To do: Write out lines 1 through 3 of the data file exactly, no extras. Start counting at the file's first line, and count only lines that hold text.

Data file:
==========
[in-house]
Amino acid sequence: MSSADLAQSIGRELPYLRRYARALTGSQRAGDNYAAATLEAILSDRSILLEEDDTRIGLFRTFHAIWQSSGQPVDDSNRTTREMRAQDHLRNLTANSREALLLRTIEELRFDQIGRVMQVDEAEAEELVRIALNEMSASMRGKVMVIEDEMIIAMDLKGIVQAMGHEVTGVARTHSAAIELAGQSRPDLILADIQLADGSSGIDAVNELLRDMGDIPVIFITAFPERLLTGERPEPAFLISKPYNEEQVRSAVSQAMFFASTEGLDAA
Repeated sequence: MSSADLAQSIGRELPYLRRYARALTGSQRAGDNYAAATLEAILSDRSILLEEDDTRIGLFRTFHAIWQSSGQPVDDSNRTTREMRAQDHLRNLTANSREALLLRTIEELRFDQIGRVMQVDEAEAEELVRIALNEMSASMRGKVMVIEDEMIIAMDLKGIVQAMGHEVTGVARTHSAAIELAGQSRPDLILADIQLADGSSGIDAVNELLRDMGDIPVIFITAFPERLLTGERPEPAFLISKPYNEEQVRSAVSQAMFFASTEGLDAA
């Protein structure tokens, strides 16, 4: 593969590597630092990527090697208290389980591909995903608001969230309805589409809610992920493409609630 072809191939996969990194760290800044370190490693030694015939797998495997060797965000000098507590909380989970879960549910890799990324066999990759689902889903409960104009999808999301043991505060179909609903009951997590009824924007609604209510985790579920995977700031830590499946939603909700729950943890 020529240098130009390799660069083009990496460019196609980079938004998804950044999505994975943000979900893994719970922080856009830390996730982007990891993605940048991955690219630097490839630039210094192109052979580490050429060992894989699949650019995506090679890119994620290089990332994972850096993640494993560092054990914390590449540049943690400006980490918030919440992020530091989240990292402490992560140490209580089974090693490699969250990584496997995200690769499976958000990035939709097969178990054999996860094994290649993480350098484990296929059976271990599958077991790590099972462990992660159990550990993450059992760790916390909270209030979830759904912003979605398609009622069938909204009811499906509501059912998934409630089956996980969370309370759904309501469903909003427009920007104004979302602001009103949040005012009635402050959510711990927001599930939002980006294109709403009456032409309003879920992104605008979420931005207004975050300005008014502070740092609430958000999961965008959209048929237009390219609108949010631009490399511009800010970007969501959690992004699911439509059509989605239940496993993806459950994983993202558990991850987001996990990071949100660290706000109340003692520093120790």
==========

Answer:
[in-house]
Amino acid sequence: MSSADLAQSIGRELPYLRRYARALTGSQRAGDNYAAATLEAILSDRSILLEEDDTRIGLFRTFHAIWQSSGQPVDDSNRTTREMRAQDHLRNLTANSREALLLRTIEELRFDQIGRVMQVDEAEAEELVRIALNEMSASMRGKVMVIEDEMIIAMDLKGIVQAMGHEVTGVARTHSAAIELAGQSRPDLILADIQLADGSSGIDAVNELLRDMGDIPVIFITAFPERLLTGERPEPAFLISKPYNEEQVRSAVSQAMFFASTEGLDAA
Repeated sequence: MSSADLAQSIGRELPYLRRYARALTGSQRAGDNYAAATLEAILSDRSILLEEDDTRIGLFRTFHAIWQSSGQPVDDSNRTTREMRAQDHLRNLTANSREALLLRTIEELRFDQIGRVMQVDEAEAEELVRIALNEMSASMRGKVMVIEDEMIIAMDLKGIVQAMGHEVTGVARTHSAAIELAGQSRPDLILADIQLADGSSGIDAVNELLRDMGDIPVIFITAFPERLLTGERPEPAFLISKPYNEEQVRSAVSQAMFFASTEGLDAA